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MIL-HDBK-232A
5.1.2.5  Equipotential ground plane.  To function properly the equipotential
ground plane must extend under or above all RED and BLACK equipment,
distribution frames (DFs), etc.  It will also he connected at regular
intervals to the EESS and at every convenient point to metallic structural
members of the building.  The facility design should include specifications
for where and how the plane will be installed and connected to the earth
electrodes and facility structure. (See MIL-HDBK-419.)
5.2  Power distribution.  The power distribution system must accomplish two
objectives.  First, it must provide quality power, free of abnormalities
which could cause loss of synchronization, discontinuity of switching
functions, or physical damage to the system.  (See MIL.HDBK-411.) Second, it
must be designed to provide electrical protection of classified information,
and the equipment processing that information from EMP, electromagnetic
interference (EMI)/radio frequency interference (RFI), and TEMPEST hazards,
as required.  The design and installation of the power system involves two
components - the power source and the facility load.  The design requires
judicious selection of the primary and auxiliary power sources, UPS or other
power conditioning equipment, secondary substations, protective measures, and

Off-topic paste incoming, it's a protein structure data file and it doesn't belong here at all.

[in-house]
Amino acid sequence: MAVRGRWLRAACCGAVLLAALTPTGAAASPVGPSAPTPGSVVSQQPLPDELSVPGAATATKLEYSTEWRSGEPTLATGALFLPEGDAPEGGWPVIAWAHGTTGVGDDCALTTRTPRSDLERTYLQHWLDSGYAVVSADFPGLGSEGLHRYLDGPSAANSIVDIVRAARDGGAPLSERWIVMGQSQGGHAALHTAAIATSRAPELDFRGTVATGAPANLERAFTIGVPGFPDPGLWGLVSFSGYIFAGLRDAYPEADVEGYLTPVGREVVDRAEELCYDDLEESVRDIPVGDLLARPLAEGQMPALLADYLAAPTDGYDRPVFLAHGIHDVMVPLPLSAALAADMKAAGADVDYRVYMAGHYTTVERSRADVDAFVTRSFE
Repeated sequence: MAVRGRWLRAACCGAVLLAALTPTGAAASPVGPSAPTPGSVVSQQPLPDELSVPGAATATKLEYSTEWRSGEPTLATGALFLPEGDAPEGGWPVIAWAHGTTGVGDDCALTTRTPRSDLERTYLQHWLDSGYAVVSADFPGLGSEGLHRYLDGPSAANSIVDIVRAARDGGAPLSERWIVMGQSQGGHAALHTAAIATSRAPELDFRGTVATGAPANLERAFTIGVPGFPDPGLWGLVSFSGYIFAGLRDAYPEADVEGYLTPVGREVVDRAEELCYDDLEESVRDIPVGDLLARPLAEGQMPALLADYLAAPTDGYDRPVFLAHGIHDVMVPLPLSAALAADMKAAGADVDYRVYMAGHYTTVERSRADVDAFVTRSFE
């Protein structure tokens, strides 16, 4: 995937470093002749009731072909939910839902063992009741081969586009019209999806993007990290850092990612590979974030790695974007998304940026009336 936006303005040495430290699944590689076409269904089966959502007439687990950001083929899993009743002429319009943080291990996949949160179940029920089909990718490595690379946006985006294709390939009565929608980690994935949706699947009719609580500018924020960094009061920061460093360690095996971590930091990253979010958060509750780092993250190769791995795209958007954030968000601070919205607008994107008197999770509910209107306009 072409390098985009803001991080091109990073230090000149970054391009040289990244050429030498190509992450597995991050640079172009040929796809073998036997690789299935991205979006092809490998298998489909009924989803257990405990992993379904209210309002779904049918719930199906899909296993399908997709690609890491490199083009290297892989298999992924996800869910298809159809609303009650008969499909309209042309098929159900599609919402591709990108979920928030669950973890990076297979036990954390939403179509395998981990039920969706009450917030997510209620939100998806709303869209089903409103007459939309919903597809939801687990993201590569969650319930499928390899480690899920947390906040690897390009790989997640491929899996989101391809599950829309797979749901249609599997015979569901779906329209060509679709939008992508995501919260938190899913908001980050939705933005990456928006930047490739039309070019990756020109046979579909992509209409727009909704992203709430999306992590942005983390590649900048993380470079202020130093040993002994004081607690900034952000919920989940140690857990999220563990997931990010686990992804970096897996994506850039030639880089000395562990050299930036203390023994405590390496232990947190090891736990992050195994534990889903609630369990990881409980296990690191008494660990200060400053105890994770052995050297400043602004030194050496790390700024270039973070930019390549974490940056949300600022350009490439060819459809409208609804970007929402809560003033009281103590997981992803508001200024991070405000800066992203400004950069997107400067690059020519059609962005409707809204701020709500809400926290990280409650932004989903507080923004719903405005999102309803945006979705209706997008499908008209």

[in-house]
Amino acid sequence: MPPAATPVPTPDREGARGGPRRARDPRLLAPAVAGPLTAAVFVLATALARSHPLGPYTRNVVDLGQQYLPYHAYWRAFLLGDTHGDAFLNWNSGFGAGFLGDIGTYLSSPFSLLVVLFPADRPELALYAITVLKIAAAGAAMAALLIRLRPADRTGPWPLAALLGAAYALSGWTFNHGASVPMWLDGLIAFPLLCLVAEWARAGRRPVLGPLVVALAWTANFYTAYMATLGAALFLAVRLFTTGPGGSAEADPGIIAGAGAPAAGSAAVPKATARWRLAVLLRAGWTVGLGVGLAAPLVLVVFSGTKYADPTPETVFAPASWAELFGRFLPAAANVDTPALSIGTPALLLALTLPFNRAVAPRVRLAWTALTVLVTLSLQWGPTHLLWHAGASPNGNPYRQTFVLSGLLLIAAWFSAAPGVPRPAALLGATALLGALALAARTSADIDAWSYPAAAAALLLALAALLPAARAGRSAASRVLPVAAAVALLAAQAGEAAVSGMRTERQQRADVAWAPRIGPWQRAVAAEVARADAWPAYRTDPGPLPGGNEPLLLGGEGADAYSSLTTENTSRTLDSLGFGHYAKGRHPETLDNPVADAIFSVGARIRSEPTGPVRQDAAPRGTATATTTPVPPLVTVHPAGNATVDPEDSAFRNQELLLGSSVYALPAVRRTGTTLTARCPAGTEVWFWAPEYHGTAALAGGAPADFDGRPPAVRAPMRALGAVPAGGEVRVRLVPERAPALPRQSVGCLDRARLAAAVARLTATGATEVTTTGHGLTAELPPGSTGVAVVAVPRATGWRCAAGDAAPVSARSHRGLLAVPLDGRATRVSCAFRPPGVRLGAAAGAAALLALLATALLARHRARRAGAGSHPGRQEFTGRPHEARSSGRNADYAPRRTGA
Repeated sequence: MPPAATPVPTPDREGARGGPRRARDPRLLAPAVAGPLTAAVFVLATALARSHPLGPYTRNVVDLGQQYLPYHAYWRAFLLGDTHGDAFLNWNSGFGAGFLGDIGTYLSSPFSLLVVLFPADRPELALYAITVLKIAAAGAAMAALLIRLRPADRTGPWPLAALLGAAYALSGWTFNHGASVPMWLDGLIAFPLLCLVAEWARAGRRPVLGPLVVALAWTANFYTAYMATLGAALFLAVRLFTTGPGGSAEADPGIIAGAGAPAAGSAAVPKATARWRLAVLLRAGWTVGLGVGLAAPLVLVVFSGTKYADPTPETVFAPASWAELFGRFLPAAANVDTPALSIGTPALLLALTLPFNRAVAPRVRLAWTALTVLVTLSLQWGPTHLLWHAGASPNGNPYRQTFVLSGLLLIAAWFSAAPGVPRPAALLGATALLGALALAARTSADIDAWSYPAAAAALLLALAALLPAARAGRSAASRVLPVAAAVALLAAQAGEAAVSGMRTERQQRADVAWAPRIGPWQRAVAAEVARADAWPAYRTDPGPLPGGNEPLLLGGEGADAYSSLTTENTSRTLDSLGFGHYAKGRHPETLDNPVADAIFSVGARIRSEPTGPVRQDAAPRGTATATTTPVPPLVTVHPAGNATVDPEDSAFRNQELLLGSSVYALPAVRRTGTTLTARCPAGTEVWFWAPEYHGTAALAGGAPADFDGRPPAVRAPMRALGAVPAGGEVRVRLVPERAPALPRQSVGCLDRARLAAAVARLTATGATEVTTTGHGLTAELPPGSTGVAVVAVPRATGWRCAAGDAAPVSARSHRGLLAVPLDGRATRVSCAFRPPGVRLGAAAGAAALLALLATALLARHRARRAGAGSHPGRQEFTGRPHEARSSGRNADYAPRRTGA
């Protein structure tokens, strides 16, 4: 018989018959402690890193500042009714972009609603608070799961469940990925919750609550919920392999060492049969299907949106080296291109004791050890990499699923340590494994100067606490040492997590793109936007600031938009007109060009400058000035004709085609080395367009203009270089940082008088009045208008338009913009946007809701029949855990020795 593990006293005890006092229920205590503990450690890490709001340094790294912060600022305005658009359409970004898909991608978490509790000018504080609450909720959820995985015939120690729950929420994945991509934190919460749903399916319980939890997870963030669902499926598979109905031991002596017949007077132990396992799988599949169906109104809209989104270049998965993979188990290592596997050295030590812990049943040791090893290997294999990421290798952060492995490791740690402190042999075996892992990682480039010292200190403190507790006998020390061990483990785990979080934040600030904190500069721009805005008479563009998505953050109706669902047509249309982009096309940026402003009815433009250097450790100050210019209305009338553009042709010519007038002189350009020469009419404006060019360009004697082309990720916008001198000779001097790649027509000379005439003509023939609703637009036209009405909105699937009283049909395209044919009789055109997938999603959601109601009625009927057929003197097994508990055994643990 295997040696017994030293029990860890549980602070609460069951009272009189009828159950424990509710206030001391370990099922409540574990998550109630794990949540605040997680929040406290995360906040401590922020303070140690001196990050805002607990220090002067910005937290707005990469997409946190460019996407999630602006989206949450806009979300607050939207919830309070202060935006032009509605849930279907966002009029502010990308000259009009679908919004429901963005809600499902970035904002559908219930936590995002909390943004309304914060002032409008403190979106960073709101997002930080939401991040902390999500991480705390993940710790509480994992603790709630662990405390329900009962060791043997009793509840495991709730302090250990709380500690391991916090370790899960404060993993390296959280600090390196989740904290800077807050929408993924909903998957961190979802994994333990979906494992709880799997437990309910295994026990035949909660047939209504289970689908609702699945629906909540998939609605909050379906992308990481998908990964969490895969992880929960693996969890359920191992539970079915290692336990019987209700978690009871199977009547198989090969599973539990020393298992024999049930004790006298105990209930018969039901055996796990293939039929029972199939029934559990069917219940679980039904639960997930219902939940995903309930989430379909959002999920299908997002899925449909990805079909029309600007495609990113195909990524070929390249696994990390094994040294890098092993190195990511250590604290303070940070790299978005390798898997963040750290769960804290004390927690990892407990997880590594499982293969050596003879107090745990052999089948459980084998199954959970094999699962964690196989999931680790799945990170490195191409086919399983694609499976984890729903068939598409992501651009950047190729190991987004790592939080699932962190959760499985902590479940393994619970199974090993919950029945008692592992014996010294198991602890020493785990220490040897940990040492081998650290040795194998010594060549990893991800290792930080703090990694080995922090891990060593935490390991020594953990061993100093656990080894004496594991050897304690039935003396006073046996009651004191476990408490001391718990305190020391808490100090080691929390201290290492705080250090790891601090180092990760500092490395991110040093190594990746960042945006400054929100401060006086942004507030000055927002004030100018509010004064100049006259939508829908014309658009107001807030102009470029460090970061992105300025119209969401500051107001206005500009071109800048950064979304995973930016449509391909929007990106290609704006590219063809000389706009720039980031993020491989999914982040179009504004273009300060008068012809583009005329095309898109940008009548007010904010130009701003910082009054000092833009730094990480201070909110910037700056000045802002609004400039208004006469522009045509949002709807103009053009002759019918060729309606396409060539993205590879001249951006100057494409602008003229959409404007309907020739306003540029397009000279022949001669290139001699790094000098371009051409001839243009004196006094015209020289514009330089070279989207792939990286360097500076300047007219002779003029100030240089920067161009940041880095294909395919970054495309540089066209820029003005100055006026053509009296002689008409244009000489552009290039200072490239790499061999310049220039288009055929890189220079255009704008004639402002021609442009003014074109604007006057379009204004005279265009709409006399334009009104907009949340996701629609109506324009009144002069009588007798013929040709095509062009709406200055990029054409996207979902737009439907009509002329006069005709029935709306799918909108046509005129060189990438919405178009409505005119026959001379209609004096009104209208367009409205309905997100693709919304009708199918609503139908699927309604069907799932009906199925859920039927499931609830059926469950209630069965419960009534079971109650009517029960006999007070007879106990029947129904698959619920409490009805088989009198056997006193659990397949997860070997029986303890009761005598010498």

the distribution system in order to attain the maximum overall system
performance with the most cost effective design.  The designer is cautioned
to check local electrical codes when engineering facilities in overseas
locations.
5.2.1  Source.  The ideal situation is to have the prime power source for the
facility located totally within the controlled space (CS).  This would imply
a power generation station located within the CS.  Since this situation
applies only to a few facilities, other options must be explored.  Guidance
for power source installation is contained in MIL-HDBK-411.
5.2.1.1  Self-generated power.  The objective of self-generation is to
provide isolated power which is distributed only to the facility and is not
shared with other activities (see figure 17).  This isolation ran be realized
using MG and no-break generator sets.  An MG consists of an ac or de motor
driving a generator.  If the drive shaft connecting the motor to the
generator consists of nonconductive sections, the MG not only provides clean
isolated power, but may satisfy EMP/TEMPEST isolation requirements (see
figure 18).  A no-break generator set is similar to an MG in that an ac or de
motor normally drives the generator.  The generator includes an inertia wheel
connected to a diesel engine.  When prime power is lost, the inertia wheel
keeps the generator supplying power while the engine is started and brought
up to operating speed.
5.2.1.2  Uninterruptible power.  Many facilities in recent years have used an
UPS.  These UPS are intended to provide stable, clean power for the mission.
Any UPS system must be evaluated to determine the extent of isolation between
the power line and the service loop.  Where an UPS used, and separate RED and
BLACK feeds are required, separate UPS may be considered (see figures 19 and
20).  Some UPS include a bypass mode which connects the load to the incoming
line in case of UPS failure.  This feature cannot he employed when the UPS
feeds RED equipment.
5.2.1.3  Base power.  In most instance, the facility will be provided with
commercial or base power.  Either source requires the most stringent controls
to ensure isolation and prevent distribution of compromising emanations by
power-line conductions (PLCs).  Three configurations of the source may be
encountered (see 5.2.1.3.1, 5.2.1.3.2, and 5.2.1.3.3).
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